It remains to be defined when the USB-C or Thunderbolt 3 connections will be replaced, both accessible through the same input on current equipment. But there is already talk of Intel's Thunderbolt 4 (and also USB 4), which is forcing manufacturers to deepen the minimum requirements of their equipment for their use, so that most systems are compatible.
The first two generations of Thunderbolt used miniDisplayPort, but in 2015, the third generation moved to the USB-C format, which seems to have had a greater consensus in the acceptance of users and manufacturers. Thunderbolt 4 will use the same input for current cables, USB-C, but also the same bandwidth of 40 Gbps per second, something that was met with disappointment by tech geeks.
However, the miminho is reserved for the transfer speed of the PCIe SSD storage systems, which will now double, from the current 16 GB per second to 32 GB, which makes it more practical and faster to pass heavy videos for editing. The goal is also for computers to be able to connect two 4K screens, or alternatively an 8K monitor. Even though it is currently possible to do it via Thunderbolt 3, the manufacturers do not give this guarantee, so Intel is registering it as a requirement for the next generation.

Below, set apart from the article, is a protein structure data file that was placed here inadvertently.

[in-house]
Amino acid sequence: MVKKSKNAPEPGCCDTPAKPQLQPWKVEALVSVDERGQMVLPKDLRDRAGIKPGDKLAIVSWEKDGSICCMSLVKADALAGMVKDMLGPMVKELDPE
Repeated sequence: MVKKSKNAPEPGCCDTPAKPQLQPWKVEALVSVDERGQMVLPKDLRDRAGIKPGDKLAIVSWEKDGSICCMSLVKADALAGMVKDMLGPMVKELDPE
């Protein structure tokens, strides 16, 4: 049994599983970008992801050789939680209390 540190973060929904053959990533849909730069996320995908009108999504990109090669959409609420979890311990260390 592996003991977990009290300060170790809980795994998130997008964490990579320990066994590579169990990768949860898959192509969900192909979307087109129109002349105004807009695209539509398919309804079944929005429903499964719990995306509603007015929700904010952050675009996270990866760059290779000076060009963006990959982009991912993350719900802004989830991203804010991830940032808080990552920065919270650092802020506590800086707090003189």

Regarding security, Intel will use its VT-d virtualization technology that protects against direct access to memory, the so-called DMA attacks. Experts say that the main operating systems already support this technology, which does not cause problems with adoption.
Another requirement that Intel is asking for PCs and laptops to have at least one of the inputs compatible with USB-C power charging, up to a maximum of 100 W. This also means that Thunderbolt and USB will continue hand in hand in the future, since the Thunderbolt 4 protocol will be compatible with USB 4, which has been postponed.
The fact that different generations of USB and Thunderbolt use the same USB-C connection can make it easier for users to understand on paper. Only in practice, the requirements are totally different, and one often looks at the entry and does not read the symbols or requirements, making incompatibilities a confusing one. See even what happens with USB-A-dependent equipment, with three generations on top, forcing you to pay attention to the type of cables you purchase for use.
For all intents and purposes, a flash symbol near a USB-C port means that it is compatible with Thunderbolt. As for a specific date, still early, but the promise that will support the next notebook processors based on the Tiger Lake architecture, probably later in the year.